• Pay off high credit card debt ASAP, and pay by cash or debit card whenever possible. Once this is accomplished:——-Set up an IRA account as early in your 20s as possible. In an article from, they show that, “Someone who puts $4,000 a year into retirement accounts starting at 22 can have $1 million by age 62, assuming 8% average annual returns. Wait 10 years to start contributing, and you’d have to put in more than twice as much — $8,800 a year — to reach the same goal.” So, make sure to contribute religiously every year, and you will definitely reap the benefits later in life
  • Error - Image unable to load.Organize your monthly recurring expenses using the plain envelopes system (each major monthly expense has its own envelope). It is a smart reminder of your key monthly financial priorities, and it also enforces discipline for smarter spending habits.
  • For each pay check, adopt the 30-30-40 rule. Set aside 30% for savings, 30% for out of pocket expenses and 40% for rent/mortgage.
  • If you can’t pay your credit card purchase in 1 payment, you can’t afford the item. If you really want it, adjust your budget and set aside some of the out of pocket expense money mentioned above to save for it. Whatever you do, do not touch your savings for a one-off discretionary purchases.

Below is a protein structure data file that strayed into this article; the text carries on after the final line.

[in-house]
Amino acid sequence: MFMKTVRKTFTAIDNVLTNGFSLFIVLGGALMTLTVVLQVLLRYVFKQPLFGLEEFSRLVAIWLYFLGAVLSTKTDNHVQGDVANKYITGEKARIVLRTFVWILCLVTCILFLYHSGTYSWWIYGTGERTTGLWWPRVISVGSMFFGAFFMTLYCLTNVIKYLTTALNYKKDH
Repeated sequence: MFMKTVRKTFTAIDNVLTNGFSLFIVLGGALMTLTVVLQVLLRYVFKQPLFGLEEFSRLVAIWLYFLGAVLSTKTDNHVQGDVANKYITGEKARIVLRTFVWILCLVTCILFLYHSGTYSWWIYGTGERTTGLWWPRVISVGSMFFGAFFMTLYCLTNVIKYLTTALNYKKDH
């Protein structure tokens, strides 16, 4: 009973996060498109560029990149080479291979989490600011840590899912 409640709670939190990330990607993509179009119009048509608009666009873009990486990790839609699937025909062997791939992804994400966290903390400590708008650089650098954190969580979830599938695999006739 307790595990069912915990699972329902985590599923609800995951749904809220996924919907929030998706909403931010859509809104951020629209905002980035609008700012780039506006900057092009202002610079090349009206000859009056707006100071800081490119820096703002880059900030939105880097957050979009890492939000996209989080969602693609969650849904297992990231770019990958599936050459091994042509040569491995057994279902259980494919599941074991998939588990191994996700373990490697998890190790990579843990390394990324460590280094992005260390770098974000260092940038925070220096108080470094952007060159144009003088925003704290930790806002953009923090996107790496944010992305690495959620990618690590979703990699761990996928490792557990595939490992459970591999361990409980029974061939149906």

• Live within your budget. Your credit score will reflect your lifestyle and will impact your ability to invest not only physical assets like a house, but in your future as well.
  • Don’t use $ to impress people. The security you create from smart spending will empower you to spend your time as you wish – pursuing your passions, retiring early, etc and not just focusing on paying the bills. Also, the people that are impressed by money, and not you as a person, probably aren’t the people you want in your life anyway.
  • Whenever possible, brown bag your lunch at work. It is healthier and more cost effective, as eating out adds up on your waistline (if you aren’t careful with menu options) and on the purse string.

Danielle Volman, Founder of iChase the Cure

Danielle Volman’s BIO

Danielle Volman

Danielle’s passion for entrepreneurship began early on in life, leading her to organize the first Chasing the Cure 5K fundraiser as early as senior year of high school. That year the young daughter of an member in her school community was diagnosed with a rare type of pediatric cancer called neuroblastoma, and Danielle was inspired to organize the 5K walk/run to raise money for the underfunded cause. And she didn’t stop there… Danielle continued the 5K series while studying at Boston University, where the name of the group and its annual event grew to iChase the Cure.